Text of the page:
On Friday night, Mike and I went out on our own to celebrate my birthday at Nostos Restaurant, which, according to the website presents a “fresh, modern take on Greek culinary culture.” “Nostos” is at the root of the word nostalgia and means a return to one’s origins, a longing for a special time in the past; the restaurant attempts to stimulate senses with a variety of traditional and new Greek dishes.
We ordered an array of mezedes, including: Avgolemono Soup (traditional chicken soup with egg lemon finish), Greek Beans (northern beans with scallions, parsley, olive oil and lemon), Garides Saganaki (sautéed shrimp with feta cheese, tomatoes, pine nuts and raisins), Haloumi Skaras (grilled Cypriot sheep and goat cheese served with greek style taboule).
Mike ordered an entrée of Mousaka (layers of thinly sliced baby eggplant, zucchini, potatoes and seasoned ground beef topped with a rich béchamel).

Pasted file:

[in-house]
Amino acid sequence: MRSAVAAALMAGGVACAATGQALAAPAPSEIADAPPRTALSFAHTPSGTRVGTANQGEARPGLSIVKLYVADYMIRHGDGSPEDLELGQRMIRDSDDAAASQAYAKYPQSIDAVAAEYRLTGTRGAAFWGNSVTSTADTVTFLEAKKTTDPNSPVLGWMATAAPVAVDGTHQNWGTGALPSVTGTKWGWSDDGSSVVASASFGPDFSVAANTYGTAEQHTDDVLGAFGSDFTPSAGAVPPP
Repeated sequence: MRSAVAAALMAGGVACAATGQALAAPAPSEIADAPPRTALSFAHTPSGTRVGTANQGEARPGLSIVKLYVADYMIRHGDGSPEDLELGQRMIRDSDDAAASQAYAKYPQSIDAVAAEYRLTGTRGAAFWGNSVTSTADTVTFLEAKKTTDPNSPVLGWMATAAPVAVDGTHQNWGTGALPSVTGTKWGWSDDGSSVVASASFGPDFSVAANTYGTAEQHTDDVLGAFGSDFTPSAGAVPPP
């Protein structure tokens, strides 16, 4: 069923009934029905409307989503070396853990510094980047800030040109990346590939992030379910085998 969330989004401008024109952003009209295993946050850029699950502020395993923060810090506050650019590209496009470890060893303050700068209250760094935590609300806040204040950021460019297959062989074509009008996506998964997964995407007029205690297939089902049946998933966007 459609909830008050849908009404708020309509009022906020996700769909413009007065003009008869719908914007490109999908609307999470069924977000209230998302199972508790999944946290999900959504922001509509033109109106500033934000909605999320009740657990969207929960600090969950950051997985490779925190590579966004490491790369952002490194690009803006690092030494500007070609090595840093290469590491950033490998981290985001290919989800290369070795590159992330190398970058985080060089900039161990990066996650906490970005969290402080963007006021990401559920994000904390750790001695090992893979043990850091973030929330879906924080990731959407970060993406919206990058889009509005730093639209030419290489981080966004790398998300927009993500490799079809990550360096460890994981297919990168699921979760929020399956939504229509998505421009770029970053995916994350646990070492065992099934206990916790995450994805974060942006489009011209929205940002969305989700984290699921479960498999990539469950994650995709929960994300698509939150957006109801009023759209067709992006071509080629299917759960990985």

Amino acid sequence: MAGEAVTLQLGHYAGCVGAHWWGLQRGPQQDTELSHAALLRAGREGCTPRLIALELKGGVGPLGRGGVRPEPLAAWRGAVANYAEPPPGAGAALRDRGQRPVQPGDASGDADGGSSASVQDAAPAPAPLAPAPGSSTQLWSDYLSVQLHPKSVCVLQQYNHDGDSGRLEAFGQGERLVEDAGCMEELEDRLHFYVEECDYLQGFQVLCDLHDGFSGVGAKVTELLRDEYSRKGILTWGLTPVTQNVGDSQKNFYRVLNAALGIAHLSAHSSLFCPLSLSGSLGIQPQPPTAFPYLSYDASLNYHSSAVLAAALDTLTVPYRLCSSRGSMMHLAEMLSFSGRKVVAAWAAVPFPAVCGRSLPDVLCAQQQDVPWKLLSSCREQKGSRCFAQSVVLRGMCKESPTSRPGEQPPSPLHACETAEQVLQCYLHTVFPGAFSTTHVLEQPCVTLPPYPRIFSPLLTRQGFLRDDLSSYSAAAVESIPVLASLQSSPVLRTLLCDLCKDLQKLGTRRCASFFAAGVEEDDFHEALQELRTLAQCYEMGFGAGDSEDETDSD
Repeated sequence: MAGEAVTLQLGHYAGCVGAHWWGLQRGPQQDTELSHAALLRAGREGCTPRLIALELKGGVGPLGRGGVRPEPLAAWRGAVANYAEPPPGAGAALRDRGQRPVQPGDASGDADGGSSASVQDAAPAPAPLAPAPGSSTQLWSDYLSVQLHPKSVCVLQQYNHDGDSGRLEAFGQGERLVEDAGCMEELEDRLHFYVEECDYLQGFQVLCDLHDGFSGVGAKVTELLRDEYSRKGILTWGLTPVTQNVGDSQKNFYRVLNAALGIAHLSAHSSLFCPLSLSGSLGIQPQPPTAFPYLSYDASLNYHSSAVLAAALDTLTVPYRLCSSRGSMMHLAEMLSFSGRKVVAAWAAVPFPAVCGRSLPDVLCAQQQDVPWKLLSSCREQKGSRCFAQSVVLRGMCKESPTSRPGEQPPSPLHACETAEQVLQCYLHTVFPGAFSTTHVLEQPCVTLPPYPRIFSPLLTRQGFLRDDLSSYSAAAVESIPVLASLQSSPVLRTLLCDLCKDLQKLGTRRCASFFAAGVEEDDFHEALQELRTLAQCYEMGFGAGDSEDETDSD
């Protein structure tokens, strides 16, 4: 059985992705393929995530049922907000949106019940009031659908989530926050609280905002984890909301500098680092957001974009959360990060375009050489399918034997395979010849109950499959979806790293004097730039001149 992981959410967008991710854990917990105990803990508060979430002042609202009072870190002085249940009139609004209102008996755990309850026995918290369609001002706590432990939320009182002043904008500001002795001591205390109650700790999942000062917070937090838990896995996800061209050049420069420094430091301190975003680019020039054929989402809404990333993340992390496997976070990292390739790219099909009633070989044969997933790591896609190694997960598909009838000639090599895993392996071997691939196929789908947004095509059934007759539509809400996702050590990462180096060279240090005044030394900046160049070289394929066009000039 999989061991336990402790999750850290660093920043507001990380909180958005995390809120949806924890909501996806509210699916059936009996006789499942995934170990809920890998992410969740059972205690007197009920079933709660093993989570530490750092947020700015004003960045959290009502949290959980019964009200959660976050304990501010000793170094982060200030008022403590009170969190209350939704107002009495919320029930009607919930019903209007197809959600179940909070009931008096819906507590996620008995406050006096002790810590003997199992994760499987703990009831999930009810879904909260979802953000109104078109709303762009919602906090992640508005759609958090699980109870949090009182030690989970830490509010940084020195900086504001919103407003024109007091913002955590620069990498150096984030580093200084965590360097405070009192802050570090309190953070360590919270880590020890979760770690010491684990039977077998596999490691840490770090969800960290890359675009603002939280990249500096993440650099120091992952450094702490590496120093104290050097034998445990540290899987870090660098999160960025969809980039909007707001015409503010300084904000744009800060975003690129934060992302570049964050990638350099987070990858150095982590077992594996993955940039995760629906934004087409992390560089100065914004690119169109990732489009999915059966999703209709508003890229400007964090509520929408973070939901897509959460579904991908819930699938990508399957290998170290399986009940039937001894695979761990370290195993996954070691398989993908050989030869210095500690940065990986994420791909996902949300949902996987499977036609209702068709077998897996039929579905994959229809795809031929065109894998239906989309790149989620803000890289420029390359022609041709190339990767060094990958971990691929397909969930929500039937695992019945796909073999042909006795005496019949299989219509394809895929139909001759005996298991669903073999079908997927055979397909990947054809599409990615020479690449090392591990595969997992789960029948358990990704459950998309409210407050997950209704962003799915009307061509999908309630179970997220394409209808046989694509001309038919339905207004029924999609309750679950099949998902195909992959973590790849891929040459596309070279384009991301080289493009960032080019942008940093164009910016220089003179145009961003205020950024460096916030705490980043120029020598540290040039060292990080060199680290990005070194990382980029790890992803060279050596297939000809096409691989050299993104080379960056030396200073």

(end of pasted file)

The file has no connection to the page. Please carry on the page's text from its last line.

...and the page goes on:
We shared all the dishes, accompanied by wine and dessert (Portokalopita: orange cake with vanilla ice cream). They brought out the cake with one candle, which I had to blow out. I was glad there weren’t 62 candles!
On Saturday, Mike and I went on a hike at Hawksbill Gap in Shenandoah National Park. Here are a few pictures of our hike, but I’ll write more about it in a separate post.
Hawksbill Gap summit
yellow trees at Hawksbill Gap
At the summit, we had great views of the valley. It has been unseasonably warm this October, so it didn’t seem the leaves were yet at their peak.
We went out to Lebanese Taverna for yet another family birthday dinner on Monday night, this time with Mike’s sister Barbara, Adam and Maddy.
And finally, to end the month, Adam and Maddy carved their Halloween pumpkins.
We had a couple of visitors on Halloween night, including one particularly funny group of dinosaurs.
Happy Halloween and happy autumn. Please do tell me about your month! I hope it’s been a good one. 🙂
Saturday, October 28: Today is a crisp fall day, just the kind of day I love and the kind that has been slow in coming this year. It’s been unseasonably warm throughout October, and now, thank goodness, it’s finally cool. Not cold, but cool enough for a hike.